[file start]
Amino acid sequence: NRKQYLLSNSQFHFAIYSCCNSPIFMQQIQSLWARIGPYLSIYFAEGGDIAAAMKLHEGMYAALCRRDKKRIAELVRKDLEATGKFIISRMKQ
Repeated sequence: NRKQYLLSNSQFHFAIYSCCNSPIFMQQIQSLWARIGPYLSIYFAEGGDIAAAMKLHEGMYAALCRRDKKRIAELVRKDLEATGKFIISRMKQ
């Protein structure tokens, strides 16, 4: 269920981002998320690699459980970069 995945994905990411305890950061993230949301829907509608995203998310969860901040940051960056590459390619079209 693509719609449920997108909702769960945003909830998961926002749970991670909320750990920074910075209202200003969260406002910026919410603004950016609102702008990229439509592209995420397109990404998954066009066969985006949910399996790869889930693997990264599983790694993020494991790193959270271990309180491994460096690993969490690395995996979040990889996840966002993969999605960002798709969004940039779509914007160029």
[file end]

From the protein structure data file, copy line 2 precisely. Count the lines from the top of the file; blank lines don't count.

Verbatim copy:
Repeated sequence: NRKQYLLSNSQFHFAIYSCCNSPIFMQQIQSLWARIGPYLSIYFAEGGDIAAAMKLHEGMYAALCRRDKKRIAELVRKDLEATGKFIISRMKQ